I had wanted somewhere casual for the meetup, like a coffee shop or a teahouse, or whatever kind of place they had, but Grak had pointed out that this was a rather stupid idea that just wasn’t possible for someone of my stature, nor wise given the sensitive nature of the things that we would likely be discussing.
We had instead procured a room at Claw & Clocks that was normally used for therapy sessions, though Grak spent enough time and concordance on the wards that I was pretty sure it would have been about as efficient to use any other room anywhere else in the city. The room was one of those bland kinds of places with inoffensive artwork, which I guess suited its intended use. Compared to the city around us, it was a little bit grating. We could have been having a light lunch while watching a parade of strange peoples going by, but instead, we would be somewhere generic.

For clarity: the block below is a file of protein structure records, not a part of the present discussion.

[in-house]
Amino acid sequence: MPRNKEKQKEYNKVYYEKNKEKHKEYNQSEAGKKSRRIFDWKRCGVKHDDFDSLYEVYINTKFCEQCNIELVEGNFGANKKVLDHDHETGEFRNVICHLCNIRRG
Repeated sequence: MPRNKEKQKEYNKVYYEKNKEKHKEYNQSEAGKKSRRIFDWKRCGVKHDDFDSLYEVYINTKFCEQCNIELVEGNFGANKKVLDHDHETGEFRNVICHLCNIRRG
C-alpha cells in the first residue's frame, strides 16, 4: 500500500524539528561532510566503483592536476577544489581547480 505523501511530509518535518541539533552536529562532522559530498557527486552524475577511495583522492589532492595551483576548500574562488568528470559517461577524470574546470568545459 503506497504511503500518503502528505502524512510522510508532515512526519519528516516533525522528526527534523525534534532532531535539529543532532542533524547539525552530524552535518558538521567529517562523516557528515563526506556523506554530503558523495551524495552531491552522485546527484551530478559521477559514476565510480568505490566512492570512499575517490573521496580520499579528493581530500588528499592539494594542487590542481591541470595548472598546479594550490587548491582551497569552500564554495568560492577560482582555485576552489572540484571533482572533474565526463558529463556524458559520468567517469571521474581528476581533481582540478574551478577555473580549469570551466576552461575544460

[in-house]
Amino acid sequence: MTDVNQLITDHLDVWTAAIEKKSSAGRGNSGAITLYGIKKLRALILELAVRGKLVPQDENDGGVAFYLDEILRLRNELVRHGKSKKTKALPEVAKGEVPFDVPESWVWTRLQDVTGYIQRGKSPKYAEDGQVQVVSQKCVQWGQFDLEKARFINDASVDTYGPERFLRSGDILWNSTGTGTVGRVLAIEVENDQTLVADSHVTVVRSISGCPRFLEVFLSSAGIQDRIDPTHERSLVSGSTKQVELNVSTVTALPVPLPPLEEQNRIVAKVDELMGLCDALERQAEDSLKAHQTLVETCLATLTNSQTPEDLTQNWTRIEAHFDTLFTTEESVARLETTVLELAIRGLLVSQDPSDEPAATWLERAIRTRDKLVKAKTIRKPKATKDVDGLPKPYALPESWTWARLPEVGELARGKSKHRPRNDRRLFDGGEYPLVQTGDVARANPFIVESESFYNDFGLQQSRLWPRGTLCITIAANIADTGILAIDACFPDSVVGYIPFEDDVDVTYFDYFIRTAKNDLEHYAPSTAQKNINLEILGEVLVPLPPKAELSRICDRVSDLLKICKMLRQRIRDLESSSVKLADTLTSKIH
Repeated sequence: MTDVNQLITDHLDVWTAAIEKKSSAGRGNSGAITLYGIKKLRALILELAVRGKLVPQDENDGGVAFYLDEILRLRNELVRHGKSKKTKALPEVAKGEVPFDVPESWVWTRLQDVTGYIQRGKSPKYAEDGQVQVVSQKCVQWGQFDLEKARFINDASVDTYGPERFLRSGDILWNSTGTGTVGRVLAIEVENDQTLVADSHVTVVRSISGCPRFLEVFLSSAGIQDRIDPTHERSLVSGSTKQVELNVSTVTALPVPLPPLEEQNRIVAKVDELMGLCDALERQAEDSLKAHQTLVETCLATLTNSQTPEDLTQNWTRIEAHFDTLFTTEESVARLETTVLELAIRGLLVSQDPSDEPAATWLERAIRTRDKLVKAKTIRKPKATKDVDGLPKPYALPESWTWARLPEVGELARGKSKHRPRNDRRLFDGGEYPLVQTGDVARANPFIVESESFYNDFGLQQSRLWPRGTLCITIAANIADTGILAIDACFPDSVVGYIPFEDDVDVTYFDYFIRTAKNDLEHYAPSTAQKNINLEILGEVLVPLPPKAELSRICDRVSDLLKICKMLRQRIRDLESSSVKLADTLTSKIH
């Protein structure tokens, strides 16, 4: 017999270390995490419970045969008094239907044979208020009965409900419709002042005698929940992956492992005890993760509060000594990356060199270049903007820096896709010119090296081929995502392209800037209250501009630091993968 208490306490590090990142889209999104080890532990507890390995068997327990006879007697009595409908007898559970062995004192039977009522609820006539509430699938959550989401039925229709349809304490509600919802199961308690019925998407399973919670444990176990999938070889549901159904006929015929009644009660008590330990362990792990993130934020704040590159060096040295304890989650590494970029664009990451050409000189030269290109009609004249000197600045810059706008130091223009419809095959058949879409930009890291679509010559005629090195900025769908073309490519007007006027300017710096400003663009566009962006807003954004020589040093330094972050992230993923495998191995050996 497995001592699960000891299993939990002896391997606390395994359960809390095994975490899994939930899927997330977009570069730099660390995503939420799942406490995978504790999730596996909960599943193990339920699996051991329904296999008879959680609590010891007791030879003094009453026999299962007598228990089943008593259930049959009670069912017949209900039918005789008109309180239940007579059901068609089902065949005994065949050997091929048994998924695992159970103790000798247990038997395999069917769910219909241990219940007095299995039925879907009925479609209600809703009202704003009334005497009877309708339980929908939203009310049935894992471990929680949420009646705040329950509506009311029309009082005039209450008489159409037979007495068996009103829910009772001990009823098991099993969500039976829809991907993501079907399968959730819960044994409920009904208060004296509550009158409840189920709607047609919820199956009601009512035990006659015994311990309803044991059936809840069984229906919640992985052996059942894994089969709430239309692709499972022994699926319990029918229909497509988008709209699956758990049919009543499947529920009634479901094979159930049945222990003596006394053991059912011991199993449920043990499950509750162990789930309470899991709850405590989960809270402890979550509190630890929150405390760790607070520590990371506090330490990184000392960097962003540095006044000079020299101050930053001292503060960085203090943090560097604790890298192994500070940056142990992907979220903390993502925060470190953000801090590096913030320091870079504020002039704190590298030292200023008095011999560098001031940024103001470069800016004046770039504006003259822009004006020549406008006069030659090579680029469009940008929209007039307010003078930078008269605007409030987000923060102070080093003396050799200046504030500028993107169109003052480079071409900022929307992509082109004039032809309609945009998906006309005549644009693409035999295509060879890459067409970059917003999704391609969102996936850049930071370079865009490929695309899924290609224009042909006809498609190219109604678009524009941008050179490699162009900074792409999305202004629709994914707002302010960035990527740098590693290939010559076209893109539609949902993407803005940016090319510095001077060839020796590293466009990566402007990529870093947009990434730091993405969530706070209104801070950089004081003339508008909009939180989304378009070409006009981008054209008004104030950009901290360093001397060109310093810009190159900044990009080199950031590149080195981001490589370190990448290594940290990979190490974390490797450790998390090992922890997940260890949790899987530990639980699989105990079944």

Tiff was a little bit late, so I spent a lot of my time just sitting there, wringing my hands and thinking about how I would approach things, gaming out the conversation to come. None of it mattered, not in the grand scheme of things. Nothing hinged on what we might say to each other, there were no revelations waiting in the wings, fuck it, she wasn’t even really the Tiff I had known back on Earth.
She came into the room with her head slightly down, closing the door behind her. When she saw me, she stopped, as though she was surprised to see me, but maybe she was just surprised by what I looked like, or what I was wearing. I’d thought about dressing like I had in high school, either in Earth clothes or as close to what I wore on Aerb, but there had been too much of a physical change to pretend, and my guess was that it might have a bit of an uncanny effect.
She sat down on the couch opposite me and smoothed down her skirt. She was simply dressed, just a t-shirt, skirt, and a bag that was just a bit too unigendered for me to call it a purse. She didn’t look much different from how I’d remembered, nor too different from how Bethel had displayed her, which was a little sickening to think about, because it meant that Arthur had spent time getting the illusion right.
“So,” she said. “Mr. Smith, I presume.”
“Yeah,” I said.
“Only, not,” said Tiff. “Or not really.”